And firstly, as to whether it was extortion or not, the Court seemed to be of opinion that it was, and also that it was (p.136) excepted from the pardon of 39 Elizabeth; but the consideration of this was reserved that the Judges might dehver their opinions on the next day.' And upon this was now much good matter dehvered touching extortion and its nature to devour him who uses it, and the difference between extortion and bribery in a Judge or Officer, the grievousness of the offence, as to the punishment of Sir Wilham Thorpe, Chief Justice of England, for adjourning the trial of a felon to the next Assizes following, for which offence he was indicted, arraigned, and executed for high treason; and this was confirmed by Act of Parliament, so heinous, grievous and odious is the offence of corruption and extortion in a Judge.
Much good matter was delivered by the Lord Keeper and others touching the authority of the Council of Wales, under the Statutes of 26 Henry VIII., cap. 4 & 6, and 84 Hen. VIII., cap. 26, [by which] the President and Council were created. And therefore if a man be made a Judge by patent and be not sworn, still he is a Judge, and shall be punished for extortion or corruption as a Judge: and that he is not sworn is his own fault, and he shall be punished for this. So is the case of the Council of Wales, who are made by patent, and, within all the Marches of Wales, each has good and equal authority; but if they are not named to the Council and [do not] receive instructions from the Queen, they cannot sit nor have an allowance for their ' dyete ' at the Queen's charge. This point also was referred to the Judges to consider.
(p.137) By the Lord Keeper: If a defendant in this Court be charged with several offences and is a delinquent in his defence, then all manner of proof is to be extended, with any kind of favourable and gracious interpretation, to charge and condemn him; and this is the use and rule of this Court.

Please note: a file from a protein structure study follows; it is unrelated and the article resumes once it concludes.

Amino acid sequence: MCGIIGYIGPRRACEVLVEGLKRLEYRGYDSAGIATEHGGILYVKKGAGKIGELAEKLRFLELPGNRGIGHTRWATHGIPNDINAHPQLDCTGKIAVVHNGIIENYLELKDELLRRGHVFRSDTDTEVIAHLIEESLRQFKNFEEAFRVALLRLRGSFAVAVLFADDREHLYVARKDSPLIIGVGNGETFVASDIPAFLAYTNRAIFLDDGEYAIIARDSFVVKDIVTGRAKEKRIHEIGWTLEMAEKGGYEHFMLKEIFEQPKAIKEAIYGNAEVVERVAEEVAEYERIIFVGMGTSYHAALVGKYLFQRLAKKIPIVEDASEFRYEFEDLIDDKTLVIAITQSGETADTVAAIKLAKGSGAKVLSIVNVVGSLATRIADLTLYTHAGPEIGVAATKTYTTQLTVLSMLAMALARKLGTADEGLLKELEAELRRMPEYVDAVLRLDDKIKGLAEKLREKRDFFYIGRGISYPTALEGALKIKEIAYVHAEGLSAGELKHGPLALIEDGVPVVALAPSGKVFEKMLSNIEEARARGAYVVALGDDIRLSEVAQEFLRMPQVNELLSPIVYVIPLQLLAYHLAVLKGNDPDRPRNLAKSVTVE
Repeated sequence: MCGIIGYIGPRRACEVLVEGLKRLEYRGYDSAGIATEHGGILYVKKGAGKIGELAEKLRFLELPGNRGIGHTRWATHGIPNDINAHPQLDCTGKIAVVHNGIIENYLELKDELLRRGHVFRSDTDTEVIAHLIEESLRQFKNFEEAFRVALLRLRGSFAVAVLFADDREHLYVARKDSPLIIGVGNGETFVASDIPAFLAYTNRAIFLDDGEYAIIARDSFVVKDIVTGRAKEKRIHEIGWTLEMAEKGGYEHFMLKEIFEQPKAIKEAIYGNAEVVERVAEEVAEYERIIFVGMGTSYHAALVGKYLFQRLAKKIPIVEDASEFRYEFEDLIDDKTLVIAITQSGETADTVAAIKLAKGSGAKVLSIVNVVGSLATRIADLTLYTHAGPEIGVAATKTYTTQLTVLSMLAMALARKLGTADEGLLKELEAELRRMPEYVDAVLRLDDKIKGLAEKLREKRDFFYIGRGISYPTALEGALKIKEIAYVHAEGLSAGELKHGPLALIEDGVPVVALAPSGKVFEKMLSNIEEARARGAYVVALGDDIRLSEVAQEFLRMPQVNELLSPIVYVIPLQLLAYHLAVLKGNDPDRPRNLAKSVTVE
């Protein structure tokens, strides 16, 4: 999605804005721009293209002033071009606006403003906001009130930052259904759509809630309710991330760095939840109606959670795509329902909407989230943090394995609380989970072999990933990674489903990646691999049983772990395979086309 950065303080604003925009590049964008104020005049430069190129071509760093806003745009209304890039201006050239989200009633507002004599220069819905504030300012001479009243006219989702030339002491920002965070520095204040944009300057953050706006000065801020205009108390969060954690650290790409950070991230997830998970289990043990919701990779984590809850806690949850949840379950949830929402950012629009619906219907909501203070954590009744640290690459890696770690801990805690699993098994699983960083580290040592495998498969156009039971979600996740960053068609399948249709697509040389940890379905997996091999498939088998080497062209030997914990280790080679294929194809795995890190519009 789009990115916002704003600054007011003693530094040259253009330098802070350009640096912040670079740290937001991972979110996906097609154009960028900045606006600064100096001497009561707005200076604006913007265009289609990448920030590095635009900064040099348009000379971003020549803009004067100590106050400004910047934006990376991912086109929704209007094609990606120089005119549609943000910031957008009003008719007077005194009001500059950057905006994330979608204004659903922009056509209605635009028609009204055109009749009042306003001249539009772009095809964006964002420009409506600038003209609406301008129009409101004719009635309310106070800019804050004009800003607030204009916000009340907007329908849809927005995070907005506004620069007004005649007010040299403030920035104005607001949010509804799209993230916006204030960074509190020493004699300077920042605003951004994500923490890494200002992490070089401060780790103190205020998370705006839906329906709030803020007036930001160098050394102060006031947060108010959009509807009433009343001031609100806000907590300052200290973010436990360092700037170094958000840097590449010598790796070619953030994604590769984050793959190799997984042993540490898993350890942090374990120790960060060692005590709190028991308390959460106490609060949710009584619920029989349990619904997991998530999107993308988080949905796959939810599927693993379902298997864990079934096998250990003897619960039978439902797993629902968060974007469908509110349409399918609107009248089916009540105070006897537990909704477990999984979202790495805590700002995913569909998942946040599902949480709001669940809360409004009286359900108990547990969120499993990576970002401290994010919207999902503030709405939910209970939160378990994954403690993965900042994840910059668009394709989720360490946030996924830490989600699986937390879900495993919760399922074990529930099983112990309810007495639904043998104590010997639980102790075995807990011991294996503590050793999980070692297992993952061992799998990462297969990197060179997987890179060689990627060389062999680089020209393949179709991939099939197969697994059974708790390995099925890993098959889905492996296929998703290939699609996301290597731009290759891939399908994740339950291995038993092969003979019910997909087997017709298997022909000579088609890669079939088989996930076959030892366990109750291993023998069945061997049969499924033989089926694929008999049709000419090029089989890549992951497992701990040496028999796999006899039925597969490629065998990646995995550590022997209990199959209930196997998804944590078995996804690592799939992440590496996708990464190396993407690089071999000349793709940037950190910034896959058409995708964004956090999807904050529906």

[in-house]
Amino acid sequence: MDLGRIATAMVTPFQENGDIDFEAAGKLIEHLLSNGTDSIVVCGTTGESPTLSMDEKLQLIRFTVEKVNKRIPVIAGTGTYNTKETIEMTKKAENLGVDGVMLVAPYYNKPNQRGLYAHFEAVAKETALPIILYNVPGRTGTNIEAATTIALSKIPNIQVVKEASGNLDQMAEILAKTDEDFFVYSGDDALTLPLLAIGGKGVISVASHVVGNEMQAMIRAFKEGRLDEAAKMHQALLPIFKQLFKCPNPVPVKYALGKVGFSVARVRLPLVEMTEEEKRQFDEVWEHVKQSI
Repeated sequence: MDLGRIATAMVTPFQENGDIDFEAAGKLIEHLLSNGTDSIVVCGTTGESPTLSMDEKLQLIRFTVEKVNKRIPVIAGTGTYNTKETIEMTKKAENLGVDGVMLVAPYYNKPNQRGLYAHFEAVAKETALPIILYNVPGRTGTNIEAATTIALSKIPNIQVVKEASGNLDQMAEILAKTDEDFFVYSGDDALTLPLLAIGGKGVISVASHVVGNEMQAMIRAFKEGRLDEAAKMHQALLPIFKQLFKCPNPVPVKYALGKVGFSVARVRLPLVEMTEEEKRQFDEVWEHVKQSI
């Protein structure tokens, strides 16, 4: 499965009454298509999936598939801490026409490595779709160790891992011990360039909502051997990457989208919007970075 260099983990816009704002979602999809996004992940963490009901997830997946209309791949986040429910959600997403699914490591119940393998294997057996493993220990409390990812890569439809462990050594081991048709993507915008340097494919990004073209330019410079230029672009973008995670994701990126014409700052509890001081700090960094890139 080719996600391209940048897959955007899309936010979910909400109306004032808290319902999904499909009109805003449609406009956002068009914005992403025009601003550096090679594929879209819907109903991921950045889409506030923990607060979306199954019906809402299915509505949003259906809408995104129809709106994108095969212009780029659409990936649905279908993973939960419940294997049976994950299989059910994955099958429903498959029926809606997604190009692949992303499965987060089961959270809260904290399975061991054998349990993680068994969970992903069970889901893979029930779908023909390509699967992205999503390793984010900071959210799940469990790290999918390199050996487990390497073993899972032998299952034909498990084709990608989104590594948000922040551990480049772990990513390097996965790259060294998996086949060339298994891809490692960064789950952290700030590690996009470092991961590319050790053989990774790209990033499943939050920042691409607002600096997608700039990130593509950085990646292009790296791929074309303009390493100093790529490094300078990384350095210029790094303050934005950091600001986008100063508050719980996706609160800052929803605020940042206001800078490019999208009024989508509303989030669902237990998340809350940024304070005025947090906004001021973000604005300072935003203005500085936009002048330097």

Also a use or rule observed in this Court, if the plaintiff has examined witnesses on interrogatories which are published, the defendant shall not re-examine them or other witnesses on new interrogatories, but on those first ones only.
In Camera Stellata, coram Consillo ibidem, Mercurij, 12 Maij, 1602. Elizab. 44. Termino Pasche.
The same cause between Sir Henry Winston and Thomas Throckmorton. It was opened now that in Michaelmas Term, 43 and 44 Eliz., Sir Henry Winston was plaintiff against Sir Thomas Throckmorton, who was sentenced and fined 1000 marks for a fraudulent deed, pronounced by two verdicts to be fraudulent; and after those verdicts, the said Sir Thomas bargained for this deed secretly and subtilely that he had not notice of this and that he purchased this and to whom the assignment was made. And in Hilary Term, 44 Eliz., Sir Thomas Throckmorton was plaintiff against the said Sir Henry, who was fined £1000 for ' intemperancye et batteryes ' as Justice of the Peace, in resisting warrants, and principally for procuring an indictment for felony and burglary to be made and found petty larceny.
The Judges resolved that the offence of the said Sir Thomas was extortion and not excepted in the pardons of 35 or 39 [Elizabeth], and that he was a justice of oyer and terminer in this county.